Jacques Barzun, A Return Engagement

Maxine McClintock

For 32 years, Maxine McClintock has taught history to students in public and private high schools and college, most recently from 1990 to 2006 to juniors and seniors at the Trinity School in New York City. Currently, she is taking a year to write about teaching and teachers. Her Ph.D. (1986) was from Columbia University and her dissertation was on the sense of possibility in the work of the Austrian novelist, Robert Musil.

I first read Jacques Barzun’s Teacher in America thirty-three years ago. It inspired me to believe that teaching was an art through which the young could develop sympathy of mind, integrity, and respect for what is difficult. Barzun — witty, clear, and level-headed — discussed the working conditions I would encounter in the effort. Now, battle-tested, having lost my innocence about teaching, I picked up Teacher in America again and wondered whether it could still inspire teachers to practice their art.

Admittedly, I had my doubts. Over 60 years had past since Barzun wrote the book. Digital technologies, multiculturalism, equity, high stakes testing, vouchers, charter schools, curricular standards, and accountability dominate the educational vernacular. All along, professors of education had treated Teacher in America as a heretical text and had rarely recommended it in their courses. Despite all these changes, and the cold shoulder, Teacher in America has consistently had a public readership. Buoyed by memories of its inspiring effect on me, I began re-reading. I hoped the experience would not be like spotting your high school sweetheart at a reunion and feeling overcome with surprise and revulsion for the changes time had wrought.

In the Post-War Consensus

To re-read Teacher in America, I first considered its historical context. Barzun wrote the book in 1945 as the nation turned to rebuild a “democratic, capitalist consensus.” As a leading historian now describes it, “all Americans except the maladjusted and fanatics shared the same liberal values of individualism, respect for private property, and belief in equal opportunity. If problems remained, their solutions required technical adjustments, not structural change or aggressive political intervention.” The nation’s political, economic and intellectual elites desired consensus. To gain it, they enacted a tacit social contract: the elites would insure that America’s post war abundance was widely shared, while the populace would abandon the political activism rife in the Depression era. Consensus would cede authority to the elites, who would implement the good of the commonweal with the help of technocrats and bureaucrats.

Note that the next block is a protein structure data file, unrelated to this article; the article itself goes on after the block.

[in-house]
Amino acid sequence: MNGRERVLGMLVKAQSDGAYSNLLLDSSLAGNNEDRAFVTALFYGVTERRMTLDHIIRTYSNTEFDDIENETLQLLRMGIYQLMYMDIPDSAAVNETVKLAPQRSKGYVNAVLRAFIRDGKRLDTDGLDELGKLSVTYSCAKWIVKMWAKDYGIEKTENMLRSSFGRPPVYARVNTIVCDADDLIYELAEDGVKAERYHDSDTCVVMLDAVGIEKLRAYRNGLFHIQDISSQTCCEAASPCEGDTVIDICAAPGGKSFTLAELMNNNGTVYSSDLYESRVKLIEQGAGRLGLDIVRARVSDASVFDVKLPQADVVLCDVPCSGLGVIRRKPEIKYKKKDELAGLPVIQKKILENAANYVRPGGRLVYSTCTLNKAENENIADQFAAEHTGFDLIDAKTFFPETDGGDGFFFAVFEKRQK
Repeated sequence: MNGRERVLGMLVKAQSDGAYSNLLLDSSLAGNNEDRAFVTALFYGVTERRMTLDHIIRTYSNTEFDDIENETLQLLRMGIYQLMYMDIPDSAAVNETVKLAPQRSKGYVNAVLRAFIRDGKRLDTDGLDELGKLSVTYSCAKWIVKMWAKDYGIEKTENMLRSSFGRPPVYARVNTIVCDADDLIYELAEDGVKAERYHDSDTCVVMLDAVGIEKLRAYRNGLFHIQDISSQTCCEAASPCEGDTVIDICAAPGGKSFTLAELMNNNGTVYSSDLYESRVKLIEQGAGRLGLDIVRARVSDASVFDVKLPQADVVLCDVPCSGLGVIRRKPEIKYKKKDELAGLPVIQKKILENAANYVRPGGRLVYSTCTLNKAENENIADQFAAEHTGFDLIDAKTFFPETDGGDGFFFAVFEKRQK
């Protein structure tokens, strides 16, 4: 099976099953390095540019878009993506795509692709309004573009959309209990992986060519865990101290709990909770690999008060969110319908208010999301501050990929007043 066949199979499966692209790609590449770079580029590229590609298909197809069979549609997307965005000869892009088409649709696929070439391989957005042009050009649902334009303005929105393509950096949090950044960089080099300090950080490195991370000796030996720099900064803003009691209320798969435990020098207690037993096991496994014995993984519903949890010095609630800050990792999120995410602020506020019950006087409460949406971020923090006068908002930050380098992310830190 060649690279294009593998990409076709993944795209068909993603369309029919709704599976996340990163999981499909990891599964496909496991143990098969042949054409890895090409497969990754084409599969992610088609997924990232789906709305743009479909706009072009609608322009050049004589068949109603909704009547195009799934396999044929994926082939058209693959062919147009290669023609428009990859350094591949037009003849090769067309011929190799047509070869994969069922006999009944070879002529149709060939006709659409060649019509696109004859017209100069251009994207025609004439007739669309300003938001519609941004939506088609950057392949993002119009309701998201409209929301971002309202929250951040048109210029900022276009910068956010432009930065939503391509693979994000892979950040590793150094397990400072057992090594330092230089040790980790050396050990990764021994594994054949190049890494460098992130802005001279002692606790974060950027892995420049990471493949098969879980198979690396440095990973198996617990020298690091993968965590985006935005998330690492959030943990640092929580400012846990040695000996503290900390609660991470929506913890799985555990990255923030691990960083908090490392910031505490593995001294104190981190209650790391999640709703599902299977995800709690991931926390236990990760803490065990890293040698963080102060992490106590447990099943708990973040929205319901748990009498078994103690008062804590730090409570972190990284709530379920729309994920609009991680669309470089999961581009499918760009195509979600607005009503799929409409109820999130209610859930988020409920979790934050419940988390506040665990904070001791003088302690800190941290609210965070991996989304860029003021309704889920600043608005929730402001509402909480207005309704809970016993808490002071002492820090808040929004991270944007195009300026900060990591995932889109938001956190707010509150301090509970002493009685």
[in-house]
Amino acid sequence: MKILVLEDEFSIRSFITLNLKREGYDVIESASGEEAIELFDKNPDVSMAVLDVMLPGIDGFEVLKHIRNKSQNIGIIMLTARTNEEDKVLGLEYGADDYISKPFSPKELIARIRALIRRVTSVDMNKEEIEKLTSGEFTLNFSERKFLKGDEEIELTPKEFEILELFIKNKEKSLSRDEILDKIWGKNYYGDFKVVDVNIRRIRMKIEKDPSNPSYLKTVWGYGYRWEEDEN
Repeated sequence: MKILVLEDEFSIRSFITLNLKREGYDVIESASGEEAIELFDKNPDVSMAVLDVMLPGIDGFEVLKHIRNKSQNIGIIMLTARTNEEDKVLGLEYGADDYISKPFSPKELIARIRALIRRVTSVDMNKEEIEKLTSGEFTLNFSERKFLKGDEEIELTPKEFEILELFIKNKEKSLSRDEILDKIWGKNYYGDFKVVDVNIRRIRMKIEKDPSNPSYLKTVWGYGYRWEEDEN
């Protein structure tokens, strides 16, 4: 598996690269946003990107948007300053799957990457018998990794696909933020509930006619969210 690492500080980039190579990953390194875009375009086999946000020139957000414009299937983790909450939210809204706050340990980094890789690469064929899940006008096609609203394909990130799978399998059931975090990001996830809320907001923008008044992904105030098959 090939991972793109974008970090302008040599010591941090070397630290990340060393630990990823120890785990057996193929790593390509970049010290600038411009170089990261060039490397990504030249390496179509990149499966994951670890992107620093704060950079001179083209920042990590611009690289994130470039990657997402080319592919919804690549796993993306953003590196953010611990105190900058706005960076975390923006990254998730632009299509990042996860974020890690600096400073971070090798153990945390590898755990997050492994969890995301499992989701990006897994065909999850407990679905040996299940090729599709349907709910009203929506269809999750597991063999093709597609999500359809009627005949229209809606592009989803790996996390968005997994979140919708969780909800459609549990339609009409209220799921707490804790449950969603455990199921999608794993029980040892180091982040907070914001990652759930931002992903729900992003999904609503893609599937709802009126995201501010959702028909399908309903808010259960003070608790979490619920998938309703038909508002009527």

Consensus thinking also influenced the schools and the instruction the baby boomers received. Philip Roth’s novel, The Human Stain, vividly depicts consensus expectations about post-war schooling. Ernestine, a black, retired, school teacher articulates these expectations to the narrator, Nathan Zuckerman. “In my childhood, as in yours, it was recommended that each student who graduated from high school in New Jersey get at graduation two things: a diploma and a copy of the Constitution. Do you recall that? You had to take a year of American history and a semester of economics as, of course, you have to no longer: ‘have to‘ is just gone out of the curriculum.” Ernestine’s graduation copy of the Constitution represented consensus thinking in education, the common body of knowledge professional educators and the public expected every high school graduate to know. Ernestine, and her fellow graduates, assumed that possessing this knowledge would certify them as productive and upstanding citizens — persons who value individualism, respect private property, and believe in equal opportunity. Public support of this civic identity made the roles of school and teacher clear. Schools conserved the common knowledge needed to sustain consensus thinking; teachers disseminated and evaluated their students’ proficiency in learning it. Recalling their schooling, many baby boomers remember with nostalgia the influence consensus thinking had. They credit it with making public education work. Back then, it seemed that only the wealthy or malcontented would attend a school other than the local public one.

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